Ian Rogers, former senior director of Apple Music who served as LVMH’s chief digital officer for the last five years, left his position on Monday; he’ll move to an advisory role at LVMH while he pursues a career outside of the fashion industry.
Rogers made a mark on LVMH, successfully pushing the company to be more innovative in areas artificial intelligence and starting the annual LVMH Innovation Award. Some efforts, however, like the continued attempts to make 24S into a competitor against Richemont’s Net-a-Porter, haven’t gained much traction.
Rogers was brought on board specifically to innovate the group’s online retail efforts. 24S, which he helped found in 2017, was among the biggest attempts. Since its launch, the e-commerce site rebranded from its initial name of 24 Sevres and shifted focus to an international customer. But it failed to innovate in key areas like mobile.
Through his work on 24S, Rogers helped LVMH prepare for a year when online shopping exploded in popularity, even in the luxury sector. Under Rogers’ leadership, the company increased digital sales to more than 10% from under 5% of its total revenue. But LVMH still has a way to go to compete with its rivals on e-commerce.
LVMH, despite being a market leader in luxury, has lagged behind its rivals in e-commerce. Richemont’s Net-a-Porter has been growing for the last five years, bringing in close to $1 billion last year. Richemont also just joined with Alibaba to invest in another luxury e-commerce leader, Farfetch. Kering, meanwhile, has focused on e-commerce at the brand level, rather than multi-brand marketplaces. Its portfolio brands saw a 72% swell in e-commerce sales over the last six months.
24S is much earlier in its lifecycle than other multi-brand luxury e-commerce platforms. It lacks the breadth of categories of Farfetch, which carries a wide variety of brands as well as resale. It just launched menswear last year.
In February, LVMH CEO Bernard Arnault said in an earnings call that 24S had been losing money since it was founded and that the company had yet to crack exactly what kind of consumer it wants to court with the platform. In an October earnings call, LVMH CFO Jean-Jacques Guiony said 24S’ performance during the pandemic was improved enough to compensate for store closures, but “we wouldn’t call this a full and lasting success yet.”
Reflecting on his time at LVMH, Rogers said in a blog post on Monday that this was because luxury fashion companies — particularly at LVMH, where the CEO has continued to question the importance of e-commerce as recently as February — are stuck in the past. “Traditional industries had put the internet in a ‘technical’ silo and completely missed the fact that their customers had grown an extension of their hand,” he said.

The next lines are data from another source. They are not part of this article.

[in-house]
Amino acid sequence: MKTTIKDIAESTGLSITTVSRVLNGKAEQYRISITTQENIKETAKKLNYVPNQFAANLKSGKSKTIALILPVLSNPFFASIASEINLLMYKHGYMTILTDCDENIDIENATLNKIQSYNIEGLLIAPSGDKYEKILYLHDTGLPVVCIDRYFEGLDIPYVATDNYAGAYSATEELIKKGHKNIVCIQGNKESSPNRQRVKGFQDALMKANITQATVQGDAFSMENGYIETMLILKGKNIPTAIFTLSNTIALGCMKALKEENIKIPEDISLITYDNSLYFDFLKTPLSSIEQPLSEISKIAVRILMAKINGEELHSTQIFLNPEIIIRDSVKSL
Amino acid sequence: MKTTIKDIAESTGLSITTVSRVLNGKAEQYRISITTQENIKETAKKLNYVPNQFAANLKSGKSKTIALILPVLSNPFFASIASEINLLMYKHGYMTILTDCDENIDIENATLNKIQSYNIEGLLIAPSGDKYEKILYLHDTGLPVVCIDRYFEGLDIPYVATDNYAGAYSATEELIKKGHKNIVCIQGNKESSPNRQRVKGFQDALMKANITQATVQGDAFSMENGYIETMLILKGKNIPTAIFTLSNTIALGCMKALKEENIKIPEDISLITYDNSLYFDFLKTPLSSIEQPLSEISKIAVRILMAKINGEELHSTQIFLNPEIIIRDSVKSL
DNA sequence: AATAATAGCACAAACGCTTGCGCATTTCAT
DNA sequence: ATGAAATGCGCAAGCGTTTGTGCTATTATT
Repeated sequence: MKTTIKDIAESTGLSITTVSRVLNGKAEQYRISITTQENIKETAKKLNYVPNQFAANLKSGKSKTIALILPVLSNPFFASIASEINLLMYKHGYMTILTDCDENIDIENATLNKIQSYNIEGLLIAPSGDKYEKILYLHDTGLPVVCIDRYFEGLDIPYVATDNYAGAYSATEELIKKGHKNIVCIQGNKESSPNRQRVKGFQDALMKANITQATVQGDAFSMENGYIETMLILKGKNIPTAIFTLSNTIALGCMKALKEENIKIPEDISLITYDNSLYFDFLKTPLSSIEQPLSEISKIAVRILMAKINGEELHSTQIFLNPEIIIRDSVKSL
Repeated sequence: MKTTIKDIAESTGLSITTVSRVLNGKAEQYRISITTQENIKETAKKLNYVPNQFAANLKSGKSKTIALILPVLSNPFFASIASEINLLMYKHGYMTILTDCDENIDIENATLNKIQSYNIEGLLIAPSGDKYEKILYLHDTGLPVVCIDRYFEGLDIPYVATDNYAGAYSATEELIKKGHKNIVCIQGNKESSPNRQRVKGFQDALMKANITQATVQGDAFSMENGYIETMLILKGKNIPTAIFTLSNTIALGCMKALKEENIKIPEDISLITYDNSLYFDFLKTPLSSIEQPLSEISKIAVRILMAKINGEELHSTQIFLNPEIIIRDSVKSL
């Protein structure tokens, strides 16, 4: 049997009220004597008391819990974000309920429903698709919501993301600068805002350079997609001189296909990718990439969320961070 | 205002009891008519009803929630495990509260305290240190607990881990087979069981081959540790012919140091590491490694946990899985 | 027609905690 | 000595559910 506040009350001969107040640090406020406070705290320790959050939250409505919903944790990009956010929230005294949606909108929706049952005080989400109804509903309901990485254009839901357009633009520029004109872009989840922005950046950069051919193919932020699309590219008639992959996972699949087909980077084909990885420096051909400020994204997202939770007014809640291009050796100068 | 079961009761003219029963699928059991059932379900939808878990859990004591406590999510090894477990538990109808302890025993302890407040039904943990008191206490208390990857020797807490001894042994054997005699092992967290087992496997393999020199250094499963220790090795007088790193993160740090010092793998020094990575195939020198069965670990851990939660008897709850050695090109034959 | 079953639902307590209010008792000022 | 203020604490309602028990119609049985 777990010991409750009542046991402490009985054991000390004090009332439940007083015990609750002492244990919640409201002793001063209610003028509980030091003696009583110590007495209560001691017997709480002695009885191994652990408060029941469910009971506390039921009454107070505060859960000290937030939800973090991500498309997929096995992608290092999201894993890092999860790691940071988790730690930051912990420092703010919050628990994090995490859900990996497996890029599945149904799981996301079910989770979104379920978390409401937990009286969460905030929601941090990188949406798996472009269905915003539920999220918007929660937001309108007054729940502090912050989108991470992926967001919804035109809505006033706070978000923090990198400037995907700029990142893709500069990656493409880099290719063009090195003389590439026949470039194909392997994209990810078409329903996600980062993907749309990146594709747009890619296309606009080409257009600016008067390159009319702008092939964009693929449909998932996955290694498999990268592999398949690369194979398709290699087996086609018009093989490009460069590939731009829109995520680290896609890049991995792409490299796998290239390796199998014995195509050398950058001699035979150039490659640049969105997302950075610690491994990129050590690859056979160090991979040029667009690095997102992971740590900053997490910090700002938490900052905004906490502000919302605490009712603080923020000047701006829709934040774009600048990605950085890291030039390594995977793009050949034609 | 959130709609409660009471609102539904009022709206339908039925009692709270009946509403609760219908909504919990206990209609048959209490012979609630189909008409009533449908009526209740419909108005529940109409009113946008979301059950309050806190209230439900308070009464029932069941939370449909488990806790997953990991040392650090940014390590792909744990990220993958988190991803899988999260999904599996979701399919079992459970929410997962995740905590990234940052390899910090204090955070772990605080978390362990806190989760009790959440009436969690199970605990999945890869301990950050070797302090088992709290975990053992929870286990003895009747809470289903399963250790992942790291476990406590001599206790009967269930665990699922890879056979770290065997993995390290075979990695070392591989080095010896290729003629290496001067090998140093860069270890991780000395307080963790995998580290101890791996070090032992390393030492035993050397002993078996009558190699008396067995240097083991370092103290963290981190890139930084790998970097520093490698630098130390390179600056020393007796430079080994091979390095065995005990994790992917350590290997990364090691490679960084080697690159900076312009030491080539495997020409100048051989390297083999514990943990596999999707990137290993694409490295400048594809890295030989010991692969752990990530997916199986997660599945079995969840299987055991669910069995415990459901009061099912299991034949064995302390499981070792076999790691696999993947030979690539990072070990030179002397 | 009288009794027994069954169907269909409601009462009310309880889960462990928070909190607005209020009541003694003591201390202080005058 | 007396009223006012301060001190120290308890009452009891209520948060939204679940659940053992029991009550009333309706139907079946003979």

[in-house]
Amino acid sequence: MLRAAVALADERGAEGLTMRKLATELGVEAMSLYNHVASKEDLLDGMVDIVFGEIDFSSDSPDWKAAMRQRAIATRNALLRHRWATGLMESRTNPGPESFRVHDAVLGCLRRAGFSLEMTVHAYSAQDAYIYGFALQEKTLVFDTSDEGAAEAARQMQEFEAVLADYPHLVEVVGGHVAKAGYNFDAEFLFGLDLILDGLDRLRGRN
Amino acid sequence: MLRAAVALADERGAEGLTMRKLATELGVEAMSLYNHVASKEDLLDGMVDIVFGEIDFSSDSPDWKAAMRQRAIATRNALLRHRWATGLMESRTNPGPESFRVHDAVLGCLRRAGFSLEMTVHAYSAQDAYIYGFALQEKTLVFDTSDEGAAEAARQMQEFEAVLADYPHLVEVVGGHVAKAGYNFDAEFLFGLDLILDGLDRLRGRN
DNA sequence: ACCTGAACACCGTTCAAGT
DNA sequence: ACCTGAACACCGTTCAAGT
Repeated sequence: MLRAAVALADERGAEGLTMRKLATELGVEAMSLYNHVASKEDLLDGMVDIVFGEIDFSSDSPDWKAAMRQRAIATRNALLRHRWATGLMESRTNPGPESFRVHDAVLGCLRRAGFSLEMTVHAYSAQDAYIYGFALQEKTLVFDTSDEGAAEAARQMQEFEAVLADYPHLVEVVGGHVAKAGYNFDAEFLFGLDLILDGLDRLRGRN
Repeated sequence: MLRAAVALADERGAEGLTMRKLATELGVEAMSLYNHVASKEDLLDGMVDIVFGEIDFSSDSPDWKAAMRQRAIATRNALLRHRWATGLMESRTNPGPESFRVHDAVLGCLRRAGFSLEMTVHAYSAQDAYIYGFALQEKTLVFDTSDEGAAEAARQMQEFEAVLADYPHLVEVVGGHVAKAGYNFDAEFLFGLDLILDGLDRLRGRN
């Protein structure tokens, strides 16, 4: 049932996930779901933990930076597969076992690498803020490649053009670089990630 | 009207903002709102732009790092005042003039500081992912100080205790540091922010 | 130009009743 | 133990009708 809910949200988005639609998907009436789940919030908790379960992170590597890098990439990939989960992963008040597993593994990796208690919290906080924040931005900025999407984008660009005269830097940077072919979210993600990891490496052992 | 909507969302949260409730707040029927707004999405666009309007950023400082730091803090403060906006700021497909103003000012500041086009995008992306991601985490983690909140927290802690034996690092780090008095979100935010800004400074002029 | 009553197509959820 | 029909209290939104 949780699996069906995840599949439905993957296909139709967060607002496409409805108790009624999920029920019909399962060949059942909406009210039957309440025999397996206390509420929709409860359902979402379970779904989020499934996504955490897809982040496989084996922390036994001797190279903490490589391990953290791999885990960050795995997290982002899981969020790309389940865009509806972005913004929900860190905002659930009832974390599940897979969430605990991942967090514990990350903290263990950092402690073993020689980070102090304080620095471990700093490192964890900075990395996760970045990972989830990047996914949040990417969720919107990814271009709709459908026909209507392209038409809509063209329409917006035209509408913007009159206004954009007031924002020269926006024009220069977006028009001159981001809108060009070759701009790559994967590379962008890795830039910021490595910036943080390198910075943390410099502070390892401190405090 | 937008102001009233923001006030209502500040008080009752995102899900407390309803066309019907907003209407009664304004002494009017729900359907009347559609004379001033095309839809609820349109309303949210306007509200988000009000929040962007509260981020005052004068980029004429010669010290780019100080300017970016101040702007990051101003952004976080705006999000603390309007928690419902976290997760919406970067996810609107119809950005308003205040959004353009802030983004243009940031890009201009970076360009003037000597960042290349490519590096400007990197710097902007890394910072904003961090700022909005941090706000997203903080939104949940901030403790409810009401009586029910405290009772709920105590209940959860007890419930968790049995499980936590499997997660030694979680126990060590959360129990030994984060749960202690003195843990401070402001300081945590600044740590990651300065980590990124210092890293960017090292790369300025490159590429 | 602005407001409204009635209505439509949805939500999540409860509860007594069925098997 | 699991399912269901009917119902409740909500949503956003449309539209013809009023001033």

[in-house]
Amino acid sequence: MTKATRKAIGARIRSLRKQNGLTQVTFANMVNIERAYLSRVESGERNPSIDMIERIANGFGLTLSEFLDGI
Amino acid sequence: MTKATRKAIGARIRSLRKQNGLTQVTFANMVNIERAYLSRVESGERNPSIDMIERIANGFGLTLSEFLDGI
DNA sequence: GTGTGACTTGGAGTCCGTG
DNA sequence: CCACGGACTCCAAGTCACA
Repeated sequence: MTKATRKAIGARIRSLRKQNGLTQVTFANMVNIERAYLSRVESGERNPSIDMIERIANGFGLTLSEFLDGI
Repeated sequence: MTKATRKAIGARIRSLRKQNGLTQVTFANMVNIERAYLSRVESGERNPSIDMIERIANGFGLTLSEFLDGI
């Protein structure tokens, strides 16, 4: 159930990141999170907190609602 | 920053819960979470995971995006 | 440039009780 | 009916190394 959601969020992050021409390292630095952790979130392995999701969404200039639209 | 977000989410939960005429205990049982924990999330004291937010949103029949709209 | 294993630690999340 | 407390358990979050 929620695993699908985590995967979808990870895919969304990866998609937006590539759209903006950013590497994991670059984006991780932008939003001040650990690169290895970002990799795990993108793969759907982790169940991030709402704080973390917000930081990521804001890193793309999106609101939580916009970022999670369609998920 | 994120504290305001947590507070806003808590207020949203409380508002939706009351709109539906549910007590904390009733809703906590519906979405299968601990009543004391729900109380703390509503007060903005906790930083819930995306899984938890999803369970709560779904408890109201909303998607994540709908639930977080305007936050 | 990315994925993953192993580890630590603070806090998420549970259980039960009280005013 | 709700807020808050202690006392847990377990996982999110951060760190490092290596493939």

“Historically, luxury companies like LVMH have shied away from e-commerce and only recently, seemingly grudgingly, started to list product details online, followed by finally enabling commerce,” said Raghav Sharma, co-founder of Perfitly, an AR shopping company that works with luxury brands like Otero Menswear. Brands like Chanel still resist e-commerce, keeping its online offerings to a minimum. “It stemmed from a fear of not delivering the experience they wanted to give to their clients and that [customers] associated with the brand, not to mention having very different supply chains from more mass appeal brands.”
Another facet of LVMH’s e-commerce struggles is that it lacks an extensive partnership with a strong Chinese partner like Alibaba’s Tmall, which has become the go-to gateway for Western luxury brands into the Chinese market. Only a small handful of LVMH brands sell on the platform, starting with Kenzo in January. 24S is meant to be LVMH’s main online platform for China, but it doesn’t have the same reach or depth of penetration in China as Tmall’s Luxury Pavilion. The Chinese version of 24S just launched in early November.
In Rogers’ place, Chris de LaPuente, who had been CEO of Sephora for the last 10 years, will oversee 24S as LVMH’s newly created role of CEO of selective retailing. 24S’ CEO Eric Goguey will report directly to him. De LaPuente helped forge Sephora into an e-commerce juggernaut, growing its annual online sales to nearly $1 billion.
His expertise will be needed, since LVMH has little interest in selling through any online platforms other than its own. Only a handful of LVMH’s brands sell through Matches Fashion and Farfetch, not including heavy hitters like Louis Vuitton and Dior. Most are restricted to 24S and their individual brands’ online stores.
“What this complicated period has shown us is that there is a validity in the vertical e-commerce system for all the brands,” said Guiony in a conference call with analysts last week. “Online will continue to develop, [but] certainly not at the speed we’ve seen this year, which was definitely a function of stores being closed.”